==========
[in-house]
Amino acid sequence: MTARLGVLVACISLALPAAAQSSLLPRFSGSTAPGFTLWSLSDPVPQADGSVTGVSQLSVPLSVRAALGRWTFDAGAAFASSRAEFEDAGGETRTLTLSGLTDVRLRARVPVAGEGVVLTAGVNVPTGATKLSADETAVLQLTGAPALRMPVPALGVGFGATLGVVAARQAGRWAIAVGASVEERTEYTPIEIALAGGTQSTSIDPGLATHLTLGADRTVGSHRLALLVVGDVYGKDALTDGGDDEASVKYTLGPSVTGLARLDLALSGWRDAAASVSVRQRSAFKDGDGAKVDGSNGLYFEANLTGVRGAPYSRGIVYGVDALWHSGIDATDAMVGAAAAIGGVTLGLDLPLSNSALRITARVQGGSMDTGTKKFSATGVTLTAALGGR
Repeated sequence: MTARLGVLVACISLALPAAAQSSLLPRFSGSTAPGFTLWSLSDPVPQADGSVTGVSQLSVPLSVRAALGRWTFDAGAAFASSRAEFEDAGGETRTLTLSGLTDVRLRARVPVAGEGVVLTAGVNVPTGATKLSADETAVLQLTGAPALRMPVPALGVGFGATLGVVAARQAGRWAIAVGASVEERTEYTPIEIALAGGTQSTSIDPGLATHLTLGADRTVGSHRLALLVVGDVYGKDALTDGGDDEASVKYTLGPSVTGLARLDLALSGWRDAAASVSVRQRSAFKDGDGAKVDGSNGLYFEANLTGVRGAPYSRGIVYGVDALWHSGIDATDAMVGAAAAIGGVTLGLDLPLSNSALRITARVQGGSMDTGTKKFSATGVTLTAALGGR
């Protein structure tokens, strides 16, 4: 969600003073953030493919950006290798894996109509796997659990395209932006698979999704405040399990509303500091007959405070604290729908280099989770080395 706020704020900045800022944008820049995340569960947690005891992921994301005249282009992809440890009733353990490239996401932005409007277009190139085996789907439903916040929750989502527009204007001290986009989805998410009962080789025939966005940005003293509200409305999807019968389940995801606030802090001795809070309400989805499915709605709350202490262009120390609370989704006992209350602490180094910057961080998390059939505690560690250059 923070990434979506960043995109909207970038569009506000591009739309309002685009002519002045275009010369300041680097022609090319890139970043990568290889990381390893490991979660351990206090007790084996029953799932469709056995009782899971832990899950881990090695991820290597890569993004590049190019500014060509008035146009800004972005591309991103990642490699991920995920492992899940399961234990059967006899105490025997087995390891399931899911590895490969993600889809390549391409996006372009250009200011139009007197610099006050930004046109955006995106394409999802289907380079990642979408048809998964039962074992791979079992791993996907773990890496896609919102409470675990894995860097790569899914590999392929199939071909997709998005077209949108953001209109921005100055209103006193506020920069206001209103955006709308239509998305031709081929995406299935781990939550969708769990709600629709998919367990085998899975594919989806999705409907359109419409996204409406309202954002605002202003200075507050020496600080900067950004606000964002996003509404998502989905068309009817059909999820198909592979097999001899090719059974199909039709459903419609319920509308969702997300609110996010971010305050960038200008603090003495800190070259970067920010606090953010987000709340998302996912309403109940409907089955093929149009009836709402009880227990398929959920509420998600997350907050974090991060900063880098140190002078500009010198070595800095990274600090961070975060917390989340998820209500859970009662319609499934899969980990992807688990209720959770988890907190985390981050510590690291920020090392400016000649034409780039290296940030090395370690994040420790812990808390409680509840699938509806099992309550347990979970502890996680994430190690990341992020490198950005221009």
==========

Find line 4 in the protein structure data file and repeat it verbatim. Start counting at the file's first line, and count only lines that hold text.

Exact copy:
């Protein structure tokens, strides 16, 4: 969600003073953030493919950006290798894996109509796997659990395209932006698979999704405040399990509303500091007959405070604290729908280099989770080395 706020704020900045800022944008820049995340569960947690005891992921994301005249282009992809440890009733353990490239996401932005409007277009190139085996789907439903916040929750989502527009204007001290986009989805998410009962080789025939966005940005003293509200409305999807019968389940995801606030802090001795809070309400989805499915709605709350202490262009120390609370989704006992209350602490180094910057961080998390059939505690560690250059 923070990434979506960043995109909207970038569009506000591009739309309002685009002519002045275009010369300041680097022609090319890139970043990568290889990381390893490991979660351990206090007790084996029953799932469709056995009782899971832990899950881990090695991820290597890569993004590049190019500014060509008035146009800004972005591309991103990642490699991920995920492992899940399961234990059967006899105490025997087995390891399931899911590895490969993600889809390549391409996006372009250009200011139009007197610099006050930004046109955006995106394409999802289907380079990642979408048809998964039962074992791979079992791993996907773990890496896609919102409470675990894995860097790569899914590999392929199939071909997709998005077209949108953001209109921005100055209103006193506020920069206001209103955006709308239509998305031709081929995406299935781990939550969708769990709600629709998919367990085998899975594919989806999705409907359109419409996204409406309202954002605002202003200075507050020496600080900067950004606000964002996003509404998502989905068309009817059909999820198909592979097999001899090719059974199909039709459903419609319920509308969702997300609110996010971010305050960038200008603090003495800190070259970067920010606090953010987000709340998302996912309403109940409907089955093929149009009836709402009880227990398929959920509420998600997350907050974090991060900063880098140190002078500009010198070595800095990274600090961070975060917390989340998820209500859970009662319609499934899969980990992807688990209720959770988890907190985390981050510590690291920020090392400016000649034409780039290296940030090395370690994040420790812990808390409680509840699938509806099992309550347990979970502890996680994430190690990341992020490198950005221009």